The next day, I stored my leftover picture scraps in a shoebox and hit two secondhand stores that I knew sold magazines. At ten cents each, I bought an armload of everything from hunting magazines to Sunday school papers and science journals. I liked the physical act of hoisting that hefty load into the trunk. There was a physical satisfaction to it as there had been with tearing paper, smearing paste and slapping paper on paper.

bluecollage2I was surprised, too, that I was actually looking forward to an evening of ripping and pasting. It had been weeks since I’d looked forward to anything.

Over the next weeks and months I kept making nightly collages. The only writing I did was to date the back of each one. I didn’t know exactly why I cut and pasted, only that it felt right. Because I made the collages for myself and didn’t plan to show them to anyone, I didn’t have to worry about what other people would think. I wasn’t making art or decorative works. I was making a story with pictures – the story of my own grief.

One day after I arranged my growing collection of pages on my living room floor in the order I had created them, I realized that my story was about healing as well.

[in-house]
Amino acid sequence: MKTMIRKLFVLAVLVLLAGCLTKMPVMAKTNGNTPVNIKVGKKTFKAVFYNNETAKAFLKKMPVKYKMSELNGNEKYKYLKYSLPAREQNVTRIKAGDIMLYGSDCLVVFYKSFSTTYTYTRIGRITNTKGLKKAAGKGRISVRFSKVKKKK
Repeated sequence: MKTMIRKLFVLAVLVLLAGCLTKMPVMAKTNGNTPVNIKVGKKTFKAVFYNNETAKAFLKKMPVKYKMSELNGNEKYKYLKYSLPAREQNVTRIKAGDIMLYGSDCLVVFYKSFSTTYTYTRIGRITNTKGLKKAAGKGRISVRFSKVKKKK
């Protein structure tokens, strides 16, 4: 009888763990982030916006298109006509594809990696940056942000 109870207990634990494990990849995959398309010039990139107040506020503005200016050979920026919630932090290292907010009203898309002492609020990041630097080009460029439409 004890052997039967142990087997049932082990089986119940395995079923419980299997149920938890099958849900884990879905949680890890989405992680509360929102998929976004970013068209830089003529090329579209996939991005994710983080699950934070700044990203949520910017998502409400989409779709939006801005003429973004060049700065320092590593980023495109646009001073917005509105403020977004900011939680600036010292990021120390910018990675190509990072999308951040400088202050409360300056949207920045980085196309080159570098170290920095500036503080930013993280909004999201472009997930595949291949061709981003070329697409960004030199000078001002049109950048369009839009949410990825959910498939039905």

As I had worked, my collages had evolved without planning. I followed the impulse to cut out words and added those to my shoebox then eventually to my papers. I bought a child’s paint box and splashed blobs of black and red on the pictures.

Eventually my ripping gave way to cutting as the edges of my loss softened. My self-expression demanded bigger paper and then colored paper. I found some colored pens and began first drawing and then writing in the empty spaces between the images I pasted.

The colors became lighter and more vibrant. The images I chose to use were different, too. Jagged angles gave way to flowing lines. Paint blobs grew into swirls. When the desire arose to write my feelings on the back of the assemblages, I’d made, I did just that, surprised at the depth and power of the words that emerged from a place inside of me that I’d thought was empty and barren. In time, I collaged less frequently, relying primarily on words again as I journaled. Even so, my style of journaling has changed forever.

The visual record of my bereavement journey is a legacy I treasure. Each time I look at my collection of collages, I am reminded of the strength of the human spirit as well as its capacity to endure loss and to grow from it. I am grateful that the innate wisdom of our spirits opens a way for healing when we least expect it. We can become the artists and authors of our own healing if we listen and follow the call.

This article first appeared in Bereavement magazine.